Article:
Posted: 19 November 2014
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A bright horizon

Connecting talks to David Clutterbuck, National Grid’s T-pylon development lead, as work begins on a test line in Nottinghamshire for a radical innovation.

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A bright horizon

A bright horizon

We’re building a six span line of T-pylons at our Eakring Academy in Nottinghamshire, where our engineers and apprentices learn how to maintain our transmission network.

"The world is watching – and we’re as excited as anybody to see the UK’s first T-pylon."

David Clutterbuck, National Grid’s T-pylon development lead.

Insight:

More than 88,000 lattice pylons dot the UK landscape, 22,000 of them in National Grid’s network across England and Wales.

Source: National Grid.

The UK’s first pylon was built in 1928 and marked the birth of our electricity transmission network.

 
Today, more than 88,000 lattice pylons dot the UK landscape, 22,000 of them in National Grid’s network across England and Wales. Given the longevity and durability of this tried and tested design, finding an alternative to the lattice pylon was always going to be a challenge.

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Click to watch the T-Pylon One Minute Promo.

In 2011, National Grid launched a competition in conjunction with the Department for Energy and Climate Change (DECC) and the Royal Institute of British Architects (RIBA) to find an alternative design for electricity pylons in the UK. To be a success, the design needed to be practical, visually appealing and exciting. We received more than 250 entries from across the world, many showing genuine design flair and innovation.

But there could be only one winner and, in October 2011, Bystrup Architecture’s T-pylon was unanimously voted the judges’ favourite design. They cited its simplicity, visual appeal, shorter height. It also embraced a new approach to supporting the components needed to conduct electricity through the cabling.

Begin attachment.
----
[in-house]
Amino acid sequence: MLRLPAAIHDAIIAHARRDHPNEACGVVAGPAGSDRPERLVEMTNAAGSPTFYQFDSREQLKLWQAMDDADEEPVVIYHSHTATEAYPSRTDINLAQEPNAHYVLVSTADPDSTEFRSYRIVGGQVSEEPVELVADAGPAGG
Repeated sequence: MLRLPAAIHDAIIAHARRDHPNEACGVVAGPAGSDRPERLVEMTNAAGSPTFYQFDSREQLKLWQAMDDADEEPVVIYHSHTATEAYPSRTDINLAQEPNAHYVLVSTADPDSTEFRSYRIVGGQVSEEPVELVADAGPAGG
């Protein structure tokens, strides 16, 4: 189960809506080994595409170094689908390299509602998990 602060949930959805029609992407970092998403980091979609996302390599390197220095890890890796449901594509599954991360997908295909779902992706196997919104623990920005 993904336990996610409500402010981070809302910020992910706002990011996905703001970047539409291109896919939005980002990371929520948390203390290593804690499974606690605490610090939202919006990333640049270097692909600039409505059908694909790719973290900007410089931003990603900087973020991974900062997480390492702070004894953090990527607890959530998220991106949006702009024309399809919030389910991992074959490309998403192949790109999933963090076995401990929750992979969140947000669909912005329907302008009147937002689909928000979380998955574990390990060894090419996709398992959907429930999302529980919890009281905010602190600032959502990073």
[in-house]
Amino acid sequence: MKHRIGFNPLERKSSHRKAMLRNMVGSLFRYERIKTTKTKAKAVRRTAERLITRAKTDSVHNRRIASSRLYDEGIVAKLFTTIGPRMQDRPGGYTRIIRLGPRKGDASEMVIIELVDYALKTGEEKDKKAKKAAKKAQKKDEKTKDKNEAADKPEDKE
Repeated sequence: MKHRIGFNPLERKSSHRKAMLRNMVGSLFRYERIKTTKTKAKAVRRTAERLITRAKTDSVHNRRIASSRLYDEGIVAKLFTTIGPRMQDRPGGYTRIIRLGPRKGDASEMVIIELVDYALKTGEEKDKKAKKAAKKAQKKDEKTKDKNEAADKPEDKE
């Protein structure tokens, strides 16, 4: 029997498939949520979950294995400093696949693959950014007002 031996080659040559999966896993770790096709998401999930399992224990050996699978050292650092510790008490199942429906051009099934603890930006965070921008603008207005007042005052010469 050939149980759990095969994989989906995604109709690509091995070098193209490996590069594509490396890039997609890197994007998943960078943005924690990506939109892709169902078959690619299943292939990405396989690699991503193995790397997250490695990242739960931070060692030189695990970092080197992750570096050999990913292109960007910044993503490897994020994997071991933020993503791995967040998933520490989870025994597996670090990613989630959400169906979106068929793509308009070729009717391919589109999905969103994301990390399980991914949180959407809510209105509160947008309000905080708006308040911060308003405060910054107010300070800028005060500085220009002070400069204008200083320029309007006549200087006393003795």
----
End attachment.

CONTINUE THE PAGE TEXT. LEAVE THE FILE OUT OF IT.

The task now was to take the design from an inspired vision to reality.

The first step was to look in detail at the design. Was it, for example, mechanically sound and could it withstand the stresses placed on a pylon? Would it stand up to 50-year wind events – gusts of more than 80mph – or the weight of ice in severe weather? Would it be just as stable in marsh land as it would be on rocky outcrops?

We also needed to consider different pylon types for different uses. For example, the ‘suspension’ pylon supports cables in a straight line, while a ‘tension’ pylon allows us to turn corners. Typically, the tighter the turn, the greater the pressure is on the pylon and the stronger that structure needs to be.

The response from our engineers has been to develop a family of T-pylons, each for a specific function. This family includes the suspension and tension pylons and two forms of terminal structure – the double diamond and the gantry – for the point at which overhead lines end or go underground.

These new designs allow us to develop flexible, more visually appealing overhead line connections that meet the various engineering challenges we face across the UK. For example, the flying angle T-pylon has the same geometry as a suspension pylon but can accommodate a turn of 10 degrees, a first for National Grid that should further reduce the visual impact of the installation on the landscape.

We’re confident the T-pylon is a genuine and exciting alternative to the lattice pylon, so our next step is to develop a test line for training and development purposes. Following planning approval in 2013, we’re building a six span line of T-pylons at our Eakring Academy in Nottinghamshire where our engineers and apprentices learn how to maintain our transmission network. While the line won’t be electrified, it will consist of the full family of T-pylons: two suspension pylons, one flying angle, one tension and terminal pylons – a double diamond and two gantries.

Construction began on the new line this summer and the first pylons are scheduled to be erected in early 2015. We expect to complete construction – including the stringing of overhead lines – in late spring. We’ll then start training our apprentices and engineers on the T-pylon, ready for the first structures to be built and maintained in a live environment.

The T-pylon story is moving at an incredible pace. In just three years our engineers and partners have turned a fantastic design into a realistic, technically advanced and elegant alternative to the lattice pylon. The world is watching – and we’re as excited as anybody to see the UK’s first T-pylon.

Read more:

David Wright, Director of Electricity Transmission, discusses the T-pylon and explains what else lies ahead for Britain’s high-voltage transmission network. Click here for more information.

  • Super exticed to see more of this kind of stuff online.

  • chris markley

    first sight of proposed pylon ( maybe time for new name ??? suggest U T F = utility transmission facility)have not read whole article yet but picture looks very appealing ???? could this be dual purpose equipment i.e generator turbine as well
    regards chris markley

Looking ahead to FES 2018